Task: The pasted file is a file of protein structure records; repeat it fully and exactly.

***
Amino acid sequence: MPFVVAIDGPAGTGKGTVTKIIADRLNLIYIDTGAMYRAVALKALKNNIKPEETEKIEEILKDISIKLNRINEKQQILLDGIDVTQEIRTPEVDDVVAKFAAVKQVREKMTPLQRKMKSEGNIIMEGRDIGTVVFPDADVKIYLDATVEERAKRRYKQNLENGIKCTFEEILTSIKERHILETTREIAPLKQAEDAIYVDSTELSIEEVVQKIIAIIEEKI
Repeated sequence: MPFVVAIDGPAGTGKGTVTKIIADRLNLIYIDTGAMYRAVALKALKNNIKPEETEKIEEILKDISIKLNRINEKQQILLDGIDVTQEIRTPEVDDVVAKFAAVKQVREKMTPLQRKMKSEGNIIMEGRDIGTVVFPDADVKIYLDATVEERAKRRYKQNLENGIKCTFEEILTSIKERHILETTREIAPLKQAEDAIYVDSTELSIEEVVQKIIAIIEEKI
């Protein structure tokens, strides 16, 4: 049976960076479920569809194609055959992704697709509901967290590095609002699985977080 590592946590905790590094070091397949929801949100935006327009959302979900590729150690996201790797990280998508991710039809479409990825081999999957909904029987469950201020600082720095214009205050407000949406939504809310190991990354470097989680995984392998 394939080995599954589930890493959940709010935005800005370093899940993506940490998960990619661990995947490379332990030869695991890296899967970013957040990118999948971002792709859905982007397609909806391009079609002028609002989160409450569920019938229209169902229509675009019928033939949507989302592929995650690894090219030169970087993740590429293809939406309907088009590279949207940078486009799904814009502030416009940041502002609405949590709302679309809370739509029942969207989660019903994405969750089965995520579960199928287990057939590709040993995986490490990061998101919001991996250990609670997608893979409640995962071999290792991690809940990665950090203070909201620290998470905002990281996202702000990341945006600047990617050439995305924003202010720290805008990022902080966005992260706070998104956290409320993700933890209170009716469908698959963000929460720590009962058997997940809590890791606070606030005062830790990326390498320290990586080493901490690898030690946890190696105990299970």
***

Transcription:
Amino acid sequence: MPFVVAIDGPAGTGKGTVTKIIADRLNLIYIDTGAMYRAVALKALKNNIKPEETEKIEEILKDISIKLNRINEKQQILLDGIDVTQEIRTPEVDDVVAKFAAVKQVREKMTPLQRKMKSEGNIIMEGRDIGTVVFPDADVKIYLDATVEERAKRRYKQNLENGIKCTFEEILTSIKERHILETTREIAPLKQAEDAIYVDSTELSIEEVVQKIIAIIEEKI
Repeated sequence: MPFVVAIDGPAGTGKGTVTKIIADRLNLIYIDTGAMYRAVALKALKNNIKPEETEKIEEILKDISIKLNRINEKQQILLDGIDVTQEIRTPEVDDVVAKFAAVKQVREKMTPLQRKMKSEGNIIMEGRDIGTVVFPDADVKIYLDATVEERAKRRYKQNLENGIKCTFEEILTSIKERHILETTREIAPLKQAEDAIYVDSTELSIEEVVQKIIAIIEEKI
């Protein structure tokens, strides 16, 4: 049976960076479920569809194609055959992704697709509901967290590095609002699985977080 590592946590905790590094070091397949929801949100935006327009959302979900590729150690996201790797990280998508991710039809479409990825081999999957909904029987469950201020600082720095214009205050407000949406939504809310190991990354470097989680995984392998 394939080995599954589930890493959940709010935005800005370093899940993506940490998960990619661990995947490379332990030869695991890296899967970013957040990118999948971002792709859905982007397609909806391009079609002028609002989160409450569920019938229209169902229509675009019928033939949507989302592929995650690894090219030169970087993740590429293809939406309907088009590279949207940078486009799904814009502030416009940041502002609405949590709302679309809370739509029942969207989660019903994405969750089965995520579960199928287990057939590709040993995986490490990061998101919001991996250990609670997608893979409640995962071999290792991690809940990665950090203070909201620290998470905002990281996202702000990341945006600047990617050439995305924003202010720290805008990022902080966005992260706070998104956290409320993700933890209170009716469908698959963000929460720590009962058997997940809590890791606070606030005062830790990326390498320290990586080493901490690898030690946890190696105990299970």